What is an online newsroom?

Image via 
It is an online media repository that contains all the information journalists require when they work on a story. This information includes a company profile, executive bios, press releases, latest news, multi-media and contact information. What used to constitute the paper press kits has now been replaced by resources in the online newsroom. By narrowing down the time spent by journalist to receive desired information and ensuring quick follow ups, online newsrooms are a cost-effective way for businesses to make information available 24/7. Prospective customers, potential investors, employees, can all benefit from this same information. Online newsrooms have also become centre points for corporate crisis management. (Example: Toyota via

Important elements of an online newsroom

  • ·      Company profile
  • ·      Executive bios
  • ·      Direct contact details (Good to include contacts based on expertise as well)
  • ·      Press releases in a chronological order
  • ·      Links to recent articles published by media
  • ·      Frequently Asked Questions
  • ·      Search feature (Media specific)
  • ·      Financial information that could interest stakeholders, investors.
  • ·      If resources permit, handle real-time enquiries via iChat
  • ·      Upcoming events, calendar
  • ·      Awards won
  • ·      Charity/Corporate Responsibility/Sustainability ventures
  • ·      Links to social networks (Facebook, Twitter, Google Plus, LinkedIn)
  • ·      White-papers, presentations, company blog
  • ·      RSS
  • ·      High resolution images that can be downloaded
  • ·      Multimedia like YouTube/Flickr, Podcasts
  • ·      Twitter/Facebook integration to display latest social media feeds

Best practices for an online newsroom

Search Engine Optimised content

Content within an online newsroom must be search engine optimised. If a journalist types in your ‘brand name’ followed by ‘news’, they should be able to access pages from your newsroom. Rely on keyword tools and closely monitor your analytics to produce search engine optimised content.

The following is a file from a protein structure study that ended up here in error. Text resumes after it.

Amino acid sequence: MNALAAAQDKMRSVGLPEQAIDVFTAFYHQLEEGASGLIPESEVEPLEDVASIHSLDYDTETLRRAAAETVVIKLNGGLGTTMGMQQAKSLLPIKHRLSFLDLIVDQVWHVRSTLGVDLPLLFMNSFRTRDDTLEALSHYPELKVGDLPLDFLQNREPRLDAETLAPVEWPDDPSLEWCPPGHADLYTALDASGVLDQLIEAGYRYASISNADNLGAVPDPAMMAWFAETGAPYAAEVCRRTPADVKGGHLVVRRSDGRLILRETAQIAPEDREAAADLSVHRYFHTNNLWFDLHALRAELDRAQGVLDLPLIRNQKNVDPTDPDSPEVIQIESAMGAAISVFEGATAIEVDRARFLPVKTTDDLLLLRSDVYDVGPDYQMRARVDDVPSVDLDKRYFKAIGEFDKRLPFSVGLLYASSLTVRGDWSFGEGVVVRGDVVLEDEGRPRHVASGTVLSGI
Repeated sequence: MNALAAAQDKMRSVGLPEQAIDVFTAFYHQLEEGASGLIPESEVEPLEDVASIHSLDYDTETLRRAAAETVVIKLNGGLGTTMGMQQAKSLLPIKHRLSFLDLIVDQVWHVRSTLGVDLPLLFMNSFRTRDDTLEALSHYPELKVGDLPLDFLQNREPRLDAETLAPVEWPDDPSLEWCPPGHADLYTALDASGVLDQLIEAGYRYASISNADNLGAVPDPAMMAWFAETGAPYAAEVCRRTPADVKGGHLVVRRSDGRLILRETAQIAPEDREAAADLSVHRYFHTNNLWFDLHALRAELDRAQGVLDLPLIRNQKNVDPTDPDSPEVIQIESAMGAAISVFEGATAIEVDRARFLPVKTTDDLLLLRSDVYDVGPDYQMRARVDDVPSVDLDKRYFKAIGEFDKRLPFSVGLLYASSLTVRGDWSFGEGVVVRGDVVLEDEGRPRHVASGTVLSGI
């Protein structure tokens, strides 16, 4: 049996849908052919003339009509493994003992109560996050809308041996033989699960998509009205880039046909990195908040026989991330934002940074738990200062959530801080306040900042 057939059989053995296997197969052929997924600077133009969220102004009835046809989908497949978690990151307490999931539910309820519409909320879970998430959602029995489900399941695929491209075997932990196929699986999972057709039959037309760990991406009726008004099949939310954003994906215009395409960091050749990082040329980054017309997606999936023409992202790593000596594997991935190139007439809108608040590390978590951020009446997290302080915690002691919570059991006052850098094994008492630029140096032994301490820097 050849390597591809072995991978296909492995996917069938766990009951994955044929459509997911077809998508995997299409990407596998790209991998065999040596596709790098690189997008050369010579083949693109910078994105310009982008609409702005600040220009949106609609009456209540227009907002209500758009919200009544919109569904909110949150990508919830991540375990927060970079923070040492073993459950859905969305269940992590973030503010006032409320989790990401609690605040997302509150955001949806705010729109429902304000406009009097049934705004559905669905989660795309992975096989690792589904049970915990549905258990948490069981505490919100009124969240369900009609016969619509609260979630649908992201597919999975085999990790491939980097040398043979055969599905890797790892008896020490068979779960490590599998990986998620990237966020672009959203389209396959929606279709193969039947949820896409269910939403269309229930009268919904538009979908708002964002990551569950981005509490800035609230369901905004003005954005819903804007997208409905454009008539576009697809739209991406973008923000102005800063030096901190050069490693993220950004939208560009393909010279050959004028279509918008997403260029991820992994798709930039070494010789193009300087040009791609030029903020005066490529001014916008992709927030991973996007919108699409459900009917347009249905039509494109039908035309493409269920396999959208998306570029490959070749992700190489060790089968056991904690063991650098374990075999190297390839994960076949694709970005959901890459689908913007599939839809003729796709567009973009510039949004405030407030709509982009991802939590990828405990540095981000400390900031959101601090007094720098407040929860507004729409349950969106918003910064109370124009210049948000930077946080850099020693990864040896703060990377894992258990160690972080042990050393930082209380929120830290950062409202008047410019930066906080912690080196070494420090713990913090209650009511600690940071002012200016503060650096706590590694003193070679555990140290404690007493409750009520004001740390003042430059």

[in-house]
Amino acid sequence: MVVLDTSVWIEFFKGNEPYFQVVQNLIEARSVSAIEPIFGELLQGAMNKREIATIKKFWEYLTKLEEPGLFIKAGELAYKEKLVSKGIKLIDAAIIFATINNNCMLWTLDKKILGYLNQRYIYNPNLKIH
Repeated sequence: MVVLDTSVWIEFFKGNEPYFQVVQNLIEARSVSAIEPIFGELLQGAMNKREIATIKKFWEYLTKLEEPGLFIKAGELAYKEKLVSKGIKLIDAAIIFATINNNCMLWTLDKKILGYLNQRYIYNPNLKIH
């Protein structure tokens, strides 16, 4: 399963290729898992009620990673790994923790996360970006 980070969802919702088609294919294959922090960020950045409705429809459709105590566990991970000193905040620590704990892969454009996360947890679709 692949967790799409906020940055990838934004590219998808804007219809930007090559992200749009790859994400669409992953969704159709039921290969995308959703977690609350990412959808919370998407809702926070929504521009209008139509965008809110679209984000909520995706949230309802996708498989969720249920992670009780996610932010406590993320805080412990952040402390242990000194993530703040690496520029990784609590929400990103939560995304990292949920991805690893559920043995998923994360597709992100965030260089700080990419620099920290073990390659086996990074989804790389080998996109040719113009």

Prominent links to the corporate newsroom must be placed on the brand website.

Complicated newsroom architecture should be avoided. The most common issue journalists face is when the PR contact cannot be found. An online newsroom should be user-friendly.

Newsrooms should have a simple, easy to recall URL. Example:;; etc.


Really Simple Syndication- Ensure your online newsroom is RSS enabled. It is a well-known fact that people prefer to subscribe to your RSS feed than email.

Content should be easily sharable across all social networks.

Apart from being an information portal, online newsrooms do alternate as a soft-selling medium but cannot be considered as a replacement for hardcore public relations. There are plenty free and paid tools available online that can make your task of managing an online newsroom fairly simple. For small businesses, online newsrooms are definitely cost-effective, these pages don’t need to be glamorous, all they need is the right content. In return, investment of resources in an online newsroom also ensures the expansion of your online presence.

Lastly, don’t forget to UPDATE!

Few of my favourite newsrooms are:

Intel -This is one of the best ones out there. Being a massive brand, they have a ton of information to offer yet everything is easily accessible.

Starbucks -Simple layout with a couple links to their communities. Starbucks' online newsroom just like Intel's caters not only to the media but the customers too.

H&M -H&M has a newsroom that is quite different. I like the innovative social media newsroom feature. Their investor relations page is quite in-depth featuring a five-year summary. Great example of how they are balancing the profession and fun-social side at the same time.